Friday Night Lights ends tonight for the dozens of people watching it on NBC, but it ended months ago for those among us who either have DirecTV or lack scruples about watching things on the Internet. In that time, we’ve developed some coping strategies for how to deal with Dillon withdrawal. We hope they help you in your time of need: Clear eyes, full hearts, can’t lose — right?
1. Watch the whole thing again.
You’ll be surprised how much you forgot. The story lines are as you remember them, but the ratio of, say, Street/Riggins/Lyla to Julie/Matt/Landry in the first season is not at all how you remember. (Way more Lyla than you think.) The Landry murder subplot, while still not great, is nowhere near as atrocious on second (fifth, sixth) viewing as it was at first. There are also a number of characters who pop up and then vanish — wither Santiago! — and it’s nice to see them one more time. Plus the little character tics take on huge importance. When Tami raises her eyebrows to help make her point, that’s like a special little prize you just won.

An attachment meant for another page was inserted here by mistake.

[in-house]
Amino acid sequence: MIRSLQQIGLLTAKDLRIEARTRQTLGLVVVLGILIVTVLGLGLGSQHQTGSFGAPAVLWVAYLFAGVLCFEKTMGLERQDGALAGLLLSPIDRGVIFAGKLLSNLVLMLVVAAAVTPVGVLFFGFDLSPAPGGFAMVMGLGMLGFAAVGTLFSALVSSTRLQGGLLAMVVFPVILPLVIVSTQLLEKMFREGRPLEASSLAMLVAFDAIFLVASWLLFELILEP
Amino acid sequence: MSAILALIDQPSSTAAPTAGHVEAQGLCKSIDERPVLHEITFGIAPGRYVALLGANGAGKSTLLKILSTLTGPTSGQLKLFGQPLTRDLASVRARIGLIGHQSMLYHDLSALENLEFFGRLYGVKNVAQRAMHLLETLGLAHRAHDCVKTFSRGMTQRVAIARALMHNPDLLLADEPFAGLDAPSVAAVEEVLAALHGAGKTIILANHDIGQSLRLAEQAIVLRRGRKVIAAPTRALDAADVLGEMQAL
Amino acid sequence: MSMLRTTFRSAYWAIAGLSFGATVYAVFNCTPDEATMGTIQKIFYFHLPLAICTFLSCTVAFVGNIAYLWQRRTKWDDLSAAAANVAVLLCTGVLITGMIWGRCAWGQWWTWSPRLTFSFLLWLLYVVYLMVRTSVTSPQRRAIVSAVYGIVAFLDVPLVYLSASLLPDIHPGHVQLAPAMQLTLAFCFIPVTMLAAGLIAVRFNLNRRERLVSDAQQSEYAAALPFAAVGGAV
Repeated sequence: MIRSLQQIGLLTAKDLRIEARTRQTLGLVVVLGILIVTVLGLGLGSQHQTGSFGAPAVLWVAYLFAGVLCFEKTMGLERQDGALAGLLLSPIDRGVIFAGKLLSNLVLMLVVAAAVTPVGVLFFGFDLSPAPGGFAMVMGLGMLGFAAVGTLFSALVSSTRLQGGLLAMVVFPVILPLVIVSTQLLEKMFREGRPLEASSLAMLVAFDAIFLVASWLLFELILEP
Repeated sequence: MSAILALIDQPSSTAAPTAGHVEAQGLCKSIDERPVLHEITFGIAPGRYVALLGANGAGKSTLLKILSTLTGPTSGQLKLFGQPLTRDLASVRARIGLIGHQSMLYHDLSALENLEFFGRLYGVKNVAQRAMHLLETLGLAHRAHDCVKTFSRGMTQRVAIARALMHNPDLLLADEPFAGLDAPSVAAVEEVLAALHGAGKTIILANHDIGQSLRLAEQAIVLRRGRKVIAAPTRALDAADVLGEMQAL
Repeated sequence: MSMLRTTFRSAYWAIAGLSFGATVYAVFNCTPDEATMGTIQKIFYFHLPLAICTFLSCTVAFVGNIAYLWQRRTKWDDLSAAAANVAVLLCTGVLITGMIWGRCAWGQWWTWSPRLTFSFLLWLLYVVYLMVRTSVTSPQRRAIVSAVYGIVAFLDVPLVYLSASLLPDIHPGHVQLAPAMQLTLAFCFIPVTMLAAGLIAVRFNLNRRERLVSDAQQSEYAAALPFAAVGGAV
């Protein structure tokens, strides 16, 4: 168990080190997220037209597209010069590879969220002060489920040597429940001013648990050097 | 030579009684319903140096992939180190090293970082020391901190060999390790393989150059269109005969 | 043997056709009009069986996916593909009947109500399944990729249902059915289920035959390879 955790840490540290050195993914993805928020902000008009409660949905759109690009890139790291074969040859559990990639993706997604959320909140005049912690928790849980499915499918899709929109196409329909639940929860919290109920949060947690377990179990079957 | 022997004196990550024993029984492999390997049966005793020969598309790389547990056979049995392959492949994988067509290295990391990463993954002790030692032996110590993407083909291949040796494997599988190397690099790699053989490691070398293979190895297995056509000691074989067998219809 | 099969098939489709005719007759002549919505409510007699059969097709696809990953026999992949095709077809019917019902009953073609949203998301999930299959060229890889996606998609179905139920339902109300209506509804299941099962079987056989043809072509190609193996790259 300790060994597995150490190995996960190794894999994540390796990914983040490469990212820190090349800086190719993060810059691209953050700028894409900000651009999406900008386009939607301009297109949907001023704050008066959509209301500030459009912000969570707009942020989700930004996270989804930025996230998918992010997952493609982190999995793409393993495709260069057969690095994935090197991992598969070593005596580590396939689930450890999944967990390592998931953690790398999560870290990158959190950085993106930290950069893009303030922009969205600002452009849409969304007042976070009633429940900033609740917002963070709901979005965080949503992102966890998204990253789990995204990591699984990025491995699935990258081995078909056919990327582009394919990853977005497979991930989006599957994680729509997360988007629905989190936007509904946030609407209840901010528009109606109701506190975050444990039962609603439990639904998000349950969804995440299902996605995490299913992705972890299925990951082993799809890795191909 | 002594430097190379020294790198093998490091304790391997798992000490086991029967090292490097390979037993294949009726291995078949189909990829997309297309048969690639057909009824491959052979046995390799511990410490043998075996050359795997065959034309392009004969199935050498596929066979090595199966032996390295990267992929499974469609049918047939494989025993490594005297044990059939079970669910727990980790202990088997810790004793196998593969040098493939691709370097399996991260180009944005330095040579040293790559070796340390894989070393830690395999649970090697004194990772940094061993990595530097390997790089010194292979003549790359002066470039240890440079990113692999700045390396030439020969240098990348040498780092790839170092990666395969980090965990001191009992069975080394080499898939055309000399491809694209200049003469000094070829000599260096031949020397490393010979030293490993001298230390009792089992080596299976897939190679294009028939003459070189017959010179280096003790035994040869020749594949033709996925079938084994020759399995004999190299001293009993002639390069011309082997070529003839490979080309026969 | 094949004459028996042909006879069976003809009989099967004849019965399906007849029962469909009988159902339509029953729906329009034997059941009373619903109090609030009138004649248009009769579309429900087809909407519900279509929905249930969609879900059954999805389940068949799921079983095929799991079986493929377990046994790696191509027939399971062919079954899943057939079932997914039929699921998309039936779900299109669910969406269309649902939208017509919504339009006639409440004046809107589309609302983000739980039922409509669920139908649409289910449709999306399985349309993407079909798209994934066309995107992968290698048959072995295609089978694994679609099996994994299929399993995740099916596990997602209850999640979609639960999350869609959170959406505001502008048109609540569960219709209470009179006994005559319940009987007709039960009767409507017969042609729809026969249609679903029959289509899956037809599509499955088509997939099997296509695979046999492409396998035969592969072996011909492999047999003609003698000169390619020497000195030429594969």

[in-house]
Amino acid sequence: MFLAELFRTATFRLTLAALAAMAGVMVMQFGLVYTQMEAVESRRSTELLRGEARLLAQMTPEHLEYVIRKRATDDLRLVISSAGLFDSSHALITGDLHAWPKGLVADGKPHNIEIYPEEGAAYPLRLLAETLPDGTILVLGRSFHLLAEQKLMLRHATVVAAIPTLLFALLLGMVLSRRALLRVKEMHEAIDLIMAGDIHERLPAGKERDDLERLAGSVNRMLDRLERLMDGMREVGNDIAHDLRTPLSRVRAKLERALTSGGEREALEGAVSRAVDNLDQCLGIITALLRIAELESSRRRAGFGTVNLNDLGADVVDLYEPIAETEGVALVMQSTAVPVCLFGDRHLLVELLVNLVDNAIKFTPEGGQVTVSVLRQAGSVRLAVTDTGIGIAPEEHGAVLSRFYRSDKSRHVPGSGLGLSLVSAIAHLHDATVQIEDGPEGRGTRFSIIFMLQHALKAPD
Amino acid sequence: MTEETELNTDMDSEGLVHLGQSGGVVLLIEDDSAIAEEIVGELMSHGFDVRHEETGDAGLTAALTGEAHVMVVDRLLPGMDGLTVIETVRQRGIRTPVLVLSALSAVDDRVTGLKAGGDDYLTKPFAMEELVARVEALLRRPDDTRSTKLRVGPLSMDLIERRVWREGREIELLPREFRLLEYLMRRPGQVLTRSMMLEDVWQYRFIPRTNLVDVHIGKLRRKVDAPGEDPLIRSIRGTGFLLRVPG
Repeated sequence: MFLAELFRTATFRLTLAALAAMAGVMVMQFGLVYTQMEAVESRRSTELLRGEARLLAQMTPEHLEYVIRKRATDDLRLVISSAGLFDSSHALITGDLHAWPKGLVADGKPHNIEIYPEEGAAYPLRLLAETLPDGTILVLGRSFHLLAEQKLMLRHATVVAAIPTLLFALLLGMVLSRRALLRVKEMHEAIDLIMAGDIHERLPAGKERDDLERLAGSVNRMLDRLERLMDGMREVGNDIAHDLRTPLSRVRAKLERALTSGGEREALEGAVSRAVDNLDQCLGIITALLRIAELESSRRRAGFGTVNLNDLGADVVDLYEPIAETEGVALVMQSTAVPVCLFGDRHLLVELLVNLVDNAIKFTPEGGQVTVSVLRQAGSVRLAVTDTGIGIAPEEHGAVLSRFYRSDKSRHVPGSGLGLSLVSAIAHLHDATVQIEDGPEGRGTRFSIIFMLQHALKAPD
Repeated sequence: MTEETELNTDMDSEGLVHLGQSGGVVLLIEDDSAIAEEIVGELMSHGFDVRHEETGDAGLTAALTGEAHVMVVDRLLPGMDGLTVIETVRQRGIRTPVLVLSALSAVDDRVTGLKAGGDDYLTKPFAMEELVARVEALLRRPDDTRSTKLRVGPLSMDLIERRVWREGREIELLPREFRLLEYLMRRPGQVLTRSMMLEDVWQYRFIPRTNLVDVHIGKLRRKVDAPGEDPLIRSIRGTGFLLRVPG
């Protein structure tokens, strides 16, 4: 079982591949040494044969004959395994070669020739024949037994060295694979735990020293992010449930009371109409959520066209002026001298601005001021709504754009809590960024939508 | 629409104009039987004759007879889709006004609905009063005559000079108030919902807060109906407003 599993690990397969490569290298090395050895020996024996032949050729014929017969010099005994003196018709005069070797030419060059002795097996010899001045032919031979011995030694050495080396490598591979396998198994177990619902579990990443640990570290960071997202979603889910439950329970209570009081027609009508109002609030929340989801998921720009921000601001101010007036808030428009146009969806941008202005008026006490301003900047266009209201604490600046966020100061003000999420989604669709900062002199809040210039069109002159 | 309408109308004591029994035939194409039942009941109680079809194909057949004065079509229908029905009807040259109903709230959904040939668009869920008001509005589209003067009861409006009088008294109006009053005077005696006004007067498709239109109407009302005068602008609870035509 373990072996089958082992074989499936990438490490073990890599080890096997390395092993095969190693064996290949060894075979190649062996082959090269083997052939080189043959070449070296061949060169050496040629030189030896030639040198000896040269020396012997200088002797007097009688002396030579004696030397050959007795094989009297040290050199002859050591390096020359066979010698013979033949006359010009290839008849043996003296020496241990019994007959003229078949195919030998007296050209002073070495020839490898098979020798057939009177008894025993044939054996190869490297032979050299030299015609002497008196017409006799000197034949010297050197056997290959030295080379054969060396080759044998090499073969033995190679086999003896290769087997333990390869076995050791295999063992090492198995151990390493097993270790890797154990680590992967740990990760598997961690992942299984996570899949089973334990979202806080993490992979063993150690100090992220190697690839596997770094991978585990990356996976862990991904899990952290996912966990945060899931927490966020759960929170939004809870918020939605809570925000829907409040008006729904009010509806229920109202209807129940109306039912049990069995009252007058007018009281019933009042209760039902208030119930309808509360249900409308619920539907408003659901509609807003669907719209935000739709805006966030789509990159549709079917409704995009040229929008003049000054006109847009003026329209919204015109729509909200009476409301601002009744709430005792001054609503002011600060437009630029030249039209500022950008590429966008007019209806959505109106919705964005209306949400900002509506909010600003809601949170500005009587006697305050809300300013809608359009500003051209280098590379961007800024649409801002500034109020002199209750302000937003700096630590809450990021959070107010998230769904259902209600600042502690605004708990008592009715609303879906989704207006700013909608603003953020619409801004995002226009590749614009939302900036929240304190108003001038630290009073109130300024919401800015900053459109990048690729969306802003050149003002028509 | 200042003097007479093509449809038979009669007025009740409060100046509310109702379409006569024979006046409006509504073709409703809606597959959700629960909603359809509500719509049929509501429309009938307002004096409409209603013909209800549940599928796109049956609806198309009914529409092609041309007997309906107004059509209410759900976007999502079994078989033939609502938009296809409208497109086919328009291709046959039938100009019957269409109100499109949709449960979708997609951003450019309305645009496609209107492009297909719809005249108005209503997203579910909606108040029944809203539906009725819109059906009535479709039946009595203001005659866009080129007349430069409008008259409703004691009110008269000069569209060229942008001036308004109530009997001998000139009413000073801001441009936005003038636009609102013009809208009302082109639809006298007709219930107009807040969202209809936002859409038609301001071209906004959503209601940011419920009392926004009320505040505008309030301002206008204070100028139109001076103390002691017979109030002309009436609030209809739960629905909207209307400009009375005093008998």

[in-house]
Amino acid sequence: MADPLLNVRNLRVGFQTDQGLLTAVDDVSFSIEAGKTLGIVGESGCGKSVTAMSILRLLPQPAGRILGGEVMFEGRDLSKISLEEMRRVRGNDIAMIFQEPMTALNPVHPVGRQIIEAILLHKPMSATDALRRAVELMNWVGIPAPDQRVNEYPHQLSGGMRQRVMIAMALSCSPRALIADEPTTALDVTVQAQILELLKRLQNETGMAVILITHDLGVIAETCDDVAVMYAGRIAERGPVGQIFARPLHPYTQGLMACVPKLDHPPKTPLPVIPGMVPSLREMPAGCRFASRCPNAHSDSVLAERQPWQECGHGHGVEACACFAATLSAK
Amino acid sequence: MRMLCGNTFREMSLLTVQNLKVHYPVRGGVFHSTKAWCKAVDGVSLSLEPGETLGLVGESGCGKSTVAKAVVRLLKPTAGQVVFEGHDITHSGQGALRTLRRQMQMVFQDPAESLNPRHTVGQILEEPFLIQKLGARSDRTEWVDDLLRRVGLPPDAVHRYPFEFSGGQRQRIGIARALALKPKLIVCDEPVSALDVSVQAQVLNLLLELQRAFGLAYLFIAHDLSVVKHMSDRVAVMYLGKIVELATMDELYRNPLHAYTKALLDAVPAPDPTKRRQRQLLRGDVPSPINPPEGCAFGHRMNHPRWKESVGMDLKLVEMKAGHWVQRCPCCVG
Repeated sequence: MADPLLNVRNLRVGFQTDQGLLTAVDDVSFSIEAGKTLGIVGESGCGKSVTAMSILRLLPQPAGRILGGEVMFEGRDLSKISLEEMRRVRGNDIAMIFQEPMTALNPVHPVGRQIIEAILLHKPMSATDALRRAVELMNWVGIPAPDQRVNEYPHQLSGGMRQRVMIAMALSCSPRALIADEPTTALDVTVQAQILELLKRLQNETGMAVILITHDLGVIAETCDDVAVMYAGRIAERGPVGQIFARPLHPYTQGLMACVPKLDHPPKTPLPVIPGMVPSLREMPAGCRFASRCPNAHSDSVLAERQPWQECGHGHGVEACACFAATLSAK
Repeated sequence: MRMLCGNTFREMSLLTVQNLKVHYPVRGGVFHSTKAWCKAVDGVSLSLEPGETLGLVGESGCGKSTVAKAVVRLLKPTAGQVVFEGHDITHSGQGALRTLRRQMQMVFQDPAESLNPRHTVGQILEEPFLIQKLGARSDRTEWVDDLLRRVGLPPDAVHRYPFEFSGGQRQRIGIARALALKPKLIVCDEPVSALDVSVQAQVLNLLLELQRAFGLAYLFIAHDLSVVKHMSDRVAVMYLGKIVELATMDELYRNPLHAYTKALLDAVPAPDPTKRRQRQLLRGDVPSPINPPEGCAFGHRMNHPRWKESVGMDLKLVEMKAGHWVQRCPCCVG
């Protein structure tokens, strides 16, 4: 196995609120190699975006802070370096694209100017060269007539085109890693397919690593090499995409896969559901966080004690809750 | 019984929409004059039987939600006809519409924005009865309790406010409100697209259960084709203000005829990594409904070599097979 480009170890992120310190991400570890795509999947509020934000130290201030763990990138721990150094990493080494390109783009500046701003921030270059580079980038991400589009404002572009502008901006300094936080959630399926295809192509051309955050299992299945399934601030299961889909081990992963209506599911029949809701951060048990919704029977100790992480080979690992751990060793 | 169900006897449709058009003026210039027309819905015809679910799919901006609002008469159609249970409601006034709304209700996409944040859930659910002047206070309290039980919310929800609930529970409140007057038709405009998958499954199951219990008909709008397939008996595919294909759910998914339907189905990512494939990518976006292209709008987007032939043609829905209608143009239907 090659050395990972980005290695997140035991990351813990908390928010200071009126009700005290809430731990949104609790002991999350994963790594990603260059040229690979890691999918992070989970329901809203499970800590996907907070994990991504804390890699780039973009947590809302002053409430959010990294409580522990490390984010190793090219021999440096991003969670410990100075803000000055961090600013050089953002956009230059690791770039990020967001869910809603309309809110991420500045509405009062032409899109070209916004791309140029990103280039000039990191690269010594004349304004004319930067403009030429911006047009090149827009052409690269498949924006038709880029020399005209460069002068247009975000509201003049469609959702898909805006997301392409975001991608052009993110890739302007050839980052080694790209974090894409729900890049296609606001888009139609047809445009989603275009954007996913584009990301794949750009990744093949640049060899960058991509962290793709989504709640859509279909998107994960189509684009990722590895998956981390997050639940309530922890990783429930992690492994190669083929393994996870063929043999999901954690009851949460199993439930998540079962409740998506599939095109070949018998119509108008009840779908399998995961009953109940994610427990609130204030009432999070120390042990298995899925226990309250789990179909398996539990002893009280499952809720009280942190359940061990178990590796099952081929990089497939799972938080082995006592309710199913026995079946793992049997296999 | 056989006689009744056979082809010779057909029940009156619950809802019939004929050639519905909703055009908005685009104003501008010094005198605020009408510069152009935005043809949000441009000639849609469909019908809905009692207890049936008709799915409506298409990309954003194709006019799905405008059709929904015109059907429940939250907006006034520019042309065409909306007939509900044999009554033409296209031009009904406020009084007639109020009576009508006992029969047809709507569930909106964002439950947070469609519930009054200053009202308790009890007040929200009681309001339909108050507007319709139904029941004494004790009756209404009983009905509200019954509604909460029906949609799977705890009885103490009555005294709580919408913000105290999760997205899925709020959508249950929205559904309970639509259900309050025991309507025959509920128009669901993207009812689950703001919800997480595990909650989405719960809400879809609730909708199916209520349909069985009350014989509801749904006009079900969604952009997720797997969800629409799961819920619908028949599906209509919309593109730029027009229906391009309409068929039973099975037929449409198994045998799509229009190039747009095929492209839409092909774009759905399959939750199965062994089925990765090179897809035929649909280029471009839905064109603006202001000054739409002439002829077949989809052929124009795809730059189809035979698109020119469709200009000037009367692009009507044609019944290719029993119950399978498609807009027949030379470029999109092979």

2. Sample some other shows that prominently feature teenagers.
Maybe it will scratch the same itch? Degrassi imports a good chunk of the Landry murder story in its upcoming season, and while that story line is more appropriate on the soapy (amazing) Canadian import, of course FNL did it with more emotional integrity. Make It or Break It focuses on elite athletes, one of whom suffers a severe, paralyzing injury, but the gymnastics series lacks any gravitas whatsoever. The kids on The Glee Project are driven, talented, and in need of guidance, just like the Panthers and Lions, but they’re also often phony and irritating. All of this sampling just helps crystallize the image of Coach Taylor’s greatness, however, and may send you back to suggestion No. 1.
3. Resign yourself to the fact that you will probably give Battleship a chance.
Peter Berg made you care about Texas high school football. Maybe he (and Taylor Kitsch) can make you care about battleships, no?
4. Watch Parenthood
It’s not as lyrical and beautiful as Friday Night Lights, but with FNL showrunner Jason Katims in charge, Parenthood operates on the same emotional wavelengths. Sometimes good honest people make mistakes, you know? All you can do is love them more. It’s true.
5. Try saying “y’all.”
Just to try it.